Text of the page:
The sudden death of a friend taught me a few important lessons.
I arrived at school that day, last Wednesday, November 16, 2005 (14 Cheshvan 5766), with a world of problems of my own. I was having issues with people over something really stupid that I said a long time ago that they decided to bring up once again, Hamlet wasn't going to read itself, and I still couldn't figure out the Algebra homework from the night before.
I got out of my mom's van and shut the door, not saying a word to her, not even the usual goodbye that she gets from me every morning before dropping me off at my high school. We had a heated exchange that morning and we were both still fuming. I walked in the front door, not looking back to see her pull off like I usually did, not even feeling guilty for not telling her goodbye.
I was at my locker getting my books out for my one morning class when one of my friends came up to me and told me that there were two ambulances outside. "Someone died on one of the school buses," he said.
At first I dismissed it as nonsense; kids at my school start rumors like that and make things out to be worse than they really are. At the very worst whoever had "died" on the school bus had probably just passed out because he or she didn't eat breakfast or something. I spent the rest of the time before first hour talking and laughing with friends, and trying not to focus of the words my mom and I had exchanged.
I went through Journalism and Senior Dance just like I did every day, even having a bit of fun as I tried to think about how good the rest of the day was going to be. My better mood carried on to American History.
It was 20 minutes into the hour when a man suddenly came into the classroom, carrying a piece of paper. He had a solemn, almost scary, look on his face. I will never forget him or that look as long as I live.
"Who is this man? Why is he here?" I asked myself, my mind immediately replaying the words my friend said to me earlier that morning. My stomach began to feel sick as the 30 pairs of eyes peered at the poor man. Somehow I knew what the next words to come out of his mouth would be.
Tiffanie Judd was an eleventh grader like me, 16 years old, and though I really didn't know her that well because we never had classes together, I have friends who did. She was a really pretty girl, with beautiful long brown hair and a sparkling smile, a cheerleader who was friends with everybody, a girl who loved her job at the local pizza restaurant, and one who, even on the very last night of her life, smiled and laughed and lived with such enthusiasm and energy.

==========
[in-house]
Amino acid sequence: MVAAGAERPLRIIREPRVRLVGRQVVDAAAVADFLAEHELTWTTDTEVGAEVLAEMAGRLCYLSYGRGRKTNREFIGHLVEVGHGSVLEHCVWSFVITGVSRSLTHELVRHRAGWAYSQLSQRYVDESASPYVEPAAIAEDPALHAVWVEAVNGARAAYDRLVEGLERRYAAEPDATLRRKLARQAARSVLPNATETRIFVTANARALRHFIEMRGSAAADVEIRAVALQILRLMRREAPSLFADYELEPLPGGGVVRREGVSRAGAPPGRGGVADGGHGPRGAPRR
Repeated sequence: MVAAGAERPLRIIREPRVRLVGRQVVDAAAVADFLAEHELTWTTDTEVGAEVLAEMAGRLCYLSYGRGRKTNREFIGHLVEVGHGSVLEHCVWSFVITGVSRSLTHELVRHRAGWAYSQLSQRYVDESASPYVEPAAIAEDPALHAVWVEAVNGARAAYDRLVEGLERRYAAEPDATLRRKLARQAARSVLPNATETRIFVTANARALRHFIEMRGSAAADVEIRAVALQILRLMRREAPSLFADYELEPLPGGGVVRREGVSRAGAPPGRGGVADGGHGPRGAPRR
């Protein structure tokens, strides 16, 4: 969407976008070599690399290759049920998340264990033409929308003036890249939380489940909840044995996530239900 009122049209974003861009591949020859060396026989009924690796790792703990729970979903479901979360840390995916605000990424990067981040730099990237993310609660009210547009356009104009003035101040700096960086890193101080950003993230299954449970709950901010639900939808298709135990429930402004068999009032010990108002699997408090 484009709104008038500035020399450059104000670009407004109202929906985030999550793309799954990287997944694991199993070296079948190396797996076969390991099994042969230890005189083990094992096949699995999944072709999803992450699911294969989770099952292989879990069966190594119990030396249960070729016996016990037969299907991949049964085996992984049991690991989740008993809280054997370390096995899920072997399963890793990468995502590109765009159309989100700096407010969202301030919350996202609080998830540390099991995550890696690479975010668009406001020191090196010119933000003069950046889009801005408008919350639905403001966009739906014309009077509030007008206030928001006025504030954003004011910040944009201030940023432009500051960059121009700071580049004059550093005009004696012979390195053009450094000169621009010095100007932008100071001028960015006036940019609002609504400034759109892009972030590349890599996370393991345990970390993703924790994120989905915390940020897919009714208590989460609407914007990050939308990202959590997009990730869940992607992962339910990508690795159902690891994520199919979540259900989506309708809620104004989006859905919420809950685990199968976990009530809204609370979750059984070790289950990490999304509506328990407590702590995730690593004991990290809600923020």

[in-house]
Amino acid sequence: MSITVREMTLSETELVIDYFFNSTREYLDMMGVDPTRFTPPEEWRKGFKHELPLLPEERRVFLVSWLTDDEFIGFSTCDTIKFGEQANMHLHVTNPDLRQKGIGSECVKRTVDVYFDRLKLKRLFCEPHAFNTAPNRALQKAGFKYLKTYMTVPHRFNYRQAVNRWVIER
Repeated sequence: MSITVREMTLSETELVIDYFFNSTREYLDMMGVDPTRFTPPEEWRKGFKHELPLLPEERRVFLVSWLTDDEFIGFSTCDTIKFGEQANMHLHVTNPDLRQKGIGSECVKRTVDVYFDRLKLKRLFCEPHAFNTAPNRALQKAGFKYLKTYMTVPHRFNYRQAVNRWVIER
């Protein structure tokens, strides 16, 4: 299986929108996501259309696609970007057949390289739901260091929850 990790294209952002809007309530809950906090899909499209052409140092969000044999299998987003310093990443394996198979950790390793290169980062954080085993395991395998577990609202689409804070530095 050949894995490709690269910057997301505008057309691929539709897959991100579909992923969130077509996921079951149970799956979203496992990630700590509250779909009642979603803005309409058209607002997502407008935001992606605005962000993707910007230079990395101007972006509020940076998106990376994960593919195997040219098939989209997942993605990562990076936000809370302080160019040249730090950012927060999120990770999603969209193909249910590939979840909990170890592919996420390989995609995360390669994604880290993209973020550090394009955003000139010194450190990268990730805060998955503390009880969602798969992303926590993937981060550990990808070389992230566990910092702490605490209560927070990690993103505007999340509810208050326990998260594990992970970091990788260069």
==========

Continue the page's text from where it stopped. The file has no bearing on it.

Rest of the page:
She died just before 8 a.m.
It was all so sudden. The whole school was speechless.
Nothing else mattered -- except for one thing. In my anger and frustration that morning, I didn't say goodbye to my mother.
Suddenly nothing else mattered. Nothing that was bothering me that morning seemed to be of great importance anymore. The only thing I could think about was the enthusiastic, happy girl that God had taken away from us. Hundreds of people gathered in the library with me to hold each other and cry and cry and cry.
Nothing else mattered -- except for one thing.
In my anger and frustration that morning, I didn't say goodbye to my mother.
What if something would have happened to her while she was driving the city bus? What if she got into an accident on the highway? What would I have done, knowing that the last thing I ever said to her was probably an insult, knowing that the last thing I said to her might have hurt her deeply?
The fight was over something stupid, something that I let get to me and bring out the worst in me, something that should not have gotten in the way of me telling my mom goodbye, but it did.
Don't let the silly stuff take precedence over what's really important -- the first of many life lessons I learned on that fateful autumn day. Too often, we let the unimportant things, like money, work, and our issues with other people and with ourselves, take control and we forget to thank God for the things that do matter: our families, our friends, our lives, and our dreams.
Be thankful for the people in your life, even the mean ones, because they all play a role in who you are today and who you will become. And be even more thankful for the people who have played a positive role in the story of your life, for if it weren't for them, where would you be?
That day also woke me up to the realization that anyone could be gone at any minute, regardless of age, and that life is right now. The past is the past; it's over, and your future may never come.
You have to live for and appreciate today.
Written in memory of our friend and classmate Tiffanie Judd, who suddenly died from a congenital heart defect.